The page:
Wednesday, March 16, 2011

Beyond Srinagar: Portraits of a Valley

Silently-busy morning on the water highways of Kashmir 
Somewhere in between the glamorous and the exaggerated lies the real cinema, a mirror to the world. Many stories of our times have been effectively projected by it and one of these is the script of an altering Kashmir. For the Indian film industry of the Sixties, Kashmir was the backdrop for almost all boy-meet-girl flicks, and one that famously captured the romance of the era was ‘Kashmir ki Kali’ and its classic song Yeh chand sa roshan chehra filmed on the beautiful Dal Lake with a dandy Shammi Kapoor wooing a coy Sharmila Tagore. Cut to present day cinema on Kashmir, and we have an inventory of militancy-centric films, be it the acclaimed Roja, Mission Kashmir, Sikandar or the now-awaited Harud. From portrayal of paradisiacal moments to screenplays of unrest, the canvas of Kashmir has unfortunately changed. What has, nonetheless, remained unchanged is its spellbinding natural beauty that unfailingly draws the traveller who usually returns thoroughly enchanted with a desire to revisit.

So enduring is this picturesque mosaic of Kashmir that nothing has managed to diminish its appeal, not even the trail of travails the land has been a witness to for over a decade now. In many ways, the popular snapshots owe their longevity to standard government websites and brochures; to the aforementioned era of Indian films that lavishly projected them on screen; and most of all to poetry the landscape evokes, enthralling commoner and royalty alike, leading a certain Jahangir to famously exclaim “If there’s paradise on earth, it’s here…” a quote that continues to sketch an alluring picture of the Valley.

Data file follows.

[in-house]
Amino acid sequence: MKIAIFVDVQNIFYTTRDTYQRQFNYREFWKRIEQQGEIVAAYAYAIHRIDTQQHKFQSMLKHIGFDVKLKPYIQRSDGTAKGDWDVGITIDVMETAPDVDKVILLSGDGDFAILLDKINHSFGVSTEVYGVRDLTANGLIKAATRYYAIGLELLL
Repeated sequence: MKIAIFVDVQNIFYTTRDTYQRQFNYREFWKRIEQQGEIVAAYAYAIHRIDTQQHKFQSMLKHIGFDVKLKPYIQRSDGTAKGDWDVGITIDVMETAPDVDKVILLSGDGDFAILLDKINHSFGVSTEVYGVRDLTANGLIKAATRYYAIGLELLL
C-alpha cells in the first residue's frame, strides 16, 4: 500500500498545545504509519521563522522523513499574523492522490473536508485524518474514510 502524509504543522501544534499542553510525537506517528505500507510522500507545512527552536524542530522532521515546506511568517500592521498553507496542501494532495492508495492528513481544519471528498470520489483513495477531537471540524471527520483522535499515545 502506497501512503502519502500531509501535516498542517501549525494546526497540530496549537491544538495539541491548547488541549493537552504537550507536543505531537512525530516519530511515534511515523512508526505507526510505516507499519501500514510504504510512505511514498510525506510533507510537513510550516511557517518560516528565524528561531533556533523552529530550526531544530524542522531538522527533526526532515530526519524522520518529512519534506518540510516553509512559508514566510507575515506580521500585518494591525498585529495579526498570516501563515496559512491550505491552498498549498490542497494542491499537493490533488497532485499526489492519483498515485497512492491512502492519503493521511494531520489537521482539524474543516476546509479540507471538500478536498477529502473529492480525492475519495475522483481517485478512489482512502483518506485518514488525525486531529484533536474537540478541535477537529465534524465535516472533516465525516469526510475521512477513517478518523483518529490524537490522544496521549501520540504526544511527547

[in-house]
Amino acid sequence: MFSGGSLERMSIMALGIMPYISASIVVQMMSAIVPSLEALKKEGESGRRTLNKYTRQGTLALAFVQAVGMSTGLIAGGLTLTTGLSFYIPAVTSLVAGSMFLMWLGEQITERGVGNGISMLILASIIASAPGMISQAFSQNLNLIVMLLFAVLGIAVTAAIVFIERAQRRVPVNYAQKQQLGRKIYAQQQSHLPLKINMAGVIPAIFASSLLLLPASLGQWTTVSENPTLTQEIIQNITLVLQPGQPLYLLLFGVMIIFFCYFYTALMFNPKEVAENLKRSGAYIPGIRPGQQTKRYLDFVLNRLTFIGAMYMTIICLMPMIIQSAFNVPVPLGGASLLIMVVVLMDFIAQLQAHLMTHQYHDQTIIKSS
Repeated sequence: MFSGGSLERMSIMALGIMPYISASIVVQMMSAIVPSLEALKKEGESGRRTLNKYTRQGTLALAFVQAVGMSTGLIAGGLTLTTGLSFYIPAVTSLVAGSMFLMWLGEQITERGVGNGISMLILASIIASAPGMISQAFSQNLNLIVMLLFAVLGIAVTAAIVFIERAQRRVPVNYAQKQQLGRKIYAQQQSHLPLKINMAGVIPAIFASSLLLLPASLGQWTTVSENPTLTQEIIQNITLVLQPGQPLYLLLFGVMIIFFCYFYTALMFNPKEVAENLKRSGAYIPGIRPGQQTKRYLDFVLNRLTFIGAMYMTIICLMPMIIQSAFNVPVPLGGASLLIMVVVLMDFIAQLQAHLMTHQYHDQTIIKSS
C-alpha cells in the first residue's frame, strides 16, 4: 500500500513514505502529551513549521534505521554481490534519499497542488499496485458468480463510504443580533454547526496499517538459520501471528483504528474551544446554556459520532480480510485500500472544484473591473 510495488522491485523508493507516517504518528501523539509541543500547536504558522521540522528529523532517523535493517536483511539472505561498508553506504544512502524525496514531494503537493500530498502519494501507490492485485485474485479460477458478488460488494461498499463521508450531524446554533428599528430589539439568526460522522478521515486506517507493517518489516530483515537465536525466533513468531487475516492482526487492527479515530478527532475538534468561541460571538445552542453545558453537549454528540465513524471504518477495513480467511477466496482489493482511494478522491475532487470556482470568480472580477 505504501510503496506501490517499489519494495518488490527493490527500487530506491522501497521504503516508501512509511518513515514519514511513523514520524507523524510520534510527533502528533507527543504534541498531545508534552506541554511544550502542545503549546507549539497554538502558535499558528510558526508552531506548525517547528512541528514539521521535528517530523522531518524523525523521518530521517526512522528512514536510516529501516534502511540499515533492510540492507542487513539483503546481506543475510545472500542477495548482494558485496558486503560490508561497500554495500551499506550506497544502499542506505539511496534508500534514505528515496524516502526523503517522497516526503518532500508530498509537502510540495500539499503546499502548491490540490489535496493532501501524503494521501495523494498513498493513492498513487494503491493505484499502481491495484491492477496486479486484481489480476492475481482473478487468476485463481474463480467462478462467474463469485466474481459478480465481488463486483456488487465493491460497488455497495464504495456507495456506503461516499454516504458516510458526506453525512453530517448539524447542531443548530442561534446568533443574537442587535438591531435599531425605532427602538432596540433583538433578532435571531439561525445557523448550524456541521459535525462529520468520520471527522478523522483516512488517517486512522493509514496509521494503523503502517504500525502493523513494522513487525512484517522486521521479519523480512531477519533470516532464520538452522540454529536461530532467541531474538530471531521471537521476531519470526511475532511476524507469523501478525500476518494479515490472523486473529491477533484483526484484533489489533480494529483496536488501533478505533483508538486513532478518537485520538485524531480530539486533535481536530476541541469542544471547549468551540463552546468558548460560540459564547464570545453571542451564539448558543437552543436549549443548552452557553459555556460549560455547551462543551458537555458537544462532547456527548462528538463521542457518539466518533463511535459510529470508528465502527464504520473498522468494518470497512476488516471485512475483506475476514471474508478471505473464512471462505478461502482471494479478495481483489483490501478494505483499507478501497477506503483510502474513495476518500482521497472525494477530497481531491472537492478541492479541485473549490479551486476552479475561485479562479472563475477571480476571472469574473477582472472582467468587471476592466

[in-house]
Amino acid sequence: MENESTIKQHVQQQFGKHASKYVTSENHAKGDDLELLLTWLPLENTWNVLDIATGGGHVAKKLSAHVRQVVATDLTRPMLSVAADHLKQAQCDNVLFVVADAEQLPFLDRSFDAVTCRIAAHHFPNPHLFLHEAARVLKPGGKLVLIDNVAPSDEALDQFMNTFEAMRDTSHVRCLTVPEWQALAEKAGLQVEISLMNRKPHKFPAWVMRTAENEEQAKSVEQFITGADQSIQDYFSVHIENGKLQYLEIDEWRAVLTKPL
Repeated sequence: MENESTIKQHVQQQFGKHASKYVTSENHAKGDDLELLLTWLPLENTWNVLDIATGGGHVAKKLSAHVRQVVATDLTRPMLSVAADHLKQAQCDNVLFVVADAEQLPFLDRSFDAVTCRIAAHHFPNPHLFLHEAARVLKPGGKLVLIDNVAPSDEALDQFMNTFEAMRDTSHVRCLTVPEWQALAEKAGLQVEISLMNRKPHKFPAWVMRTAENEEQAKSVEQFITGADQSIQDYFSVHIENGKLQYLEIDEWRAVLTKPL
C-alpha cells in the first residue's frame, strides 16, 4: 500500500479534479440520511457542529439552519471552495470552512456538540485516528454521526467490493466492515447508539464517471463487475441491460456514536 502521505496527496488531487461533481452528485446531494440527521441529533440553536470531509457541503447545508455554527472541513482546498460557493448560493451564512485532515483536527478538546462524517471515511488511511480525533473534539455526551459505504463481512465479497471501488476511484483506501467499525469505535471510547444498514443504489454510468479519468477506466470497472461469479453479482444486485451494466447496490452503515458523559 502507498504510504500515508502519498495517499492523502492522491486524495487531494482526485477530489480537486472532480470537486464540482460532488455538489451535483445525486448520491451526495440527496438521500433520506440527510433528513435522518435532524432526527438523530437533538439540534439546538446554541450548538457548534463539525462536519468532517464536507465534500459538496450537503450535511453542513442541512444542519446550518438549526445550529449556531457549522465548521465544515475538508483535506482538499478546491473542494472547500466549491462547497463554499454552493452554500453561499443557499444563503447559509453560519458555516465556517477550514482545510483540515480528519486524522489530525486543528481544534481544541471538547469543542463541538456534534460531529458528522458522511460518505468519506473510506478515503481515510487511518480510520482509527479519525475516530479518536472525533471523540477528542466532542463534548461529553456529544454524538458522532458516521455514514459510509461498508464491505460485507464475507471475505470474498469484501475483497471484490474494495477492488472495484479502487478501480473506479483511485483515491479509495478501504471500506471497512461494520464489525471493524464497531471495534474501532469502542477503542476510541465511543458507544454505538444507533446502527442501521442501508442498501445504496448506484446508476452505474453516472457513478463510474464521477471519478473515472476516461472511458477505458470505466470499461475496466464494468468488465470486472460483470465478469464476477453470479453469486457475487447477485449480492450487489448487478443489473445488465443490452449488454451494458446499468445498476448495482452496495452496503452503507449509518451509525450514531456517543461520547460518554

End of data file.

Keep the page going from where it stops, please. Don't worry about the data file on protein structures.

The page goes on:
Popular postcards
Tulip Garden: In bloom between mid-March & end-April
Think Kashmir and the first image to waltz into the mind is Srinagar’s Dal Lake with its elfin shikaras, followed by a sequence of frames which include, skiing in neighbouring Gulmarg, the lovely Lidder river frolicking through Pahalgam, the squinting-blue lakes and rainbow-coloured grasslands of Sonamarg etc. This is the well-known, oft-visited Kashmir. Lying quietly beyond are its relatively unknown pockets waiting to be explored.

Despite rampant urbanisation Srinagar remains a pretty spot with lots to charm a visitor. There’s its bouquet of Mughal Gardens (a worthy addition to this is the Tulip Garden off Dal Lake that’s in bloom from mid-March to end-April), traditional embodiments found at Downtown, inviting houseboats, the quintessential floating market, chinar-fringed golf-courses, and much more. It’s a fine base for several rewarding excursions too and the month ahead is ripe to set-out to make your own little discoveries.

Natural canvas
The Valley has distinctive biodiversity and one of the places to get familiar with it is at the seemingly-boundless Wular Lake (45 km appx), lying between the towns of Sopore and Bandipore. Considered among the continent’s largest fresh-water lake, the River Jhelum fills its basin before moving on. Wular’s ecosphere makes it home for a remarkable variety of avifauna and the fag-end-winter temperature of March is still a good time for birding enthusiasts to get acquainted with the Central Asian migratory population that nestles in its waters. For birders, another notable habitat is the Hokersar wetland (12 km), where encroachments and gun-shots had affected arrivals, but recent reports suggest increased avian landings. While on the fauna trail, the Dachigam National Park (23 km) is an unspoiled landscape to visit. If fortune is on your side there will be a chance of spotting its most prized resident, the endangered hangul (Kashmiri stag), the only species of red deer found in the country.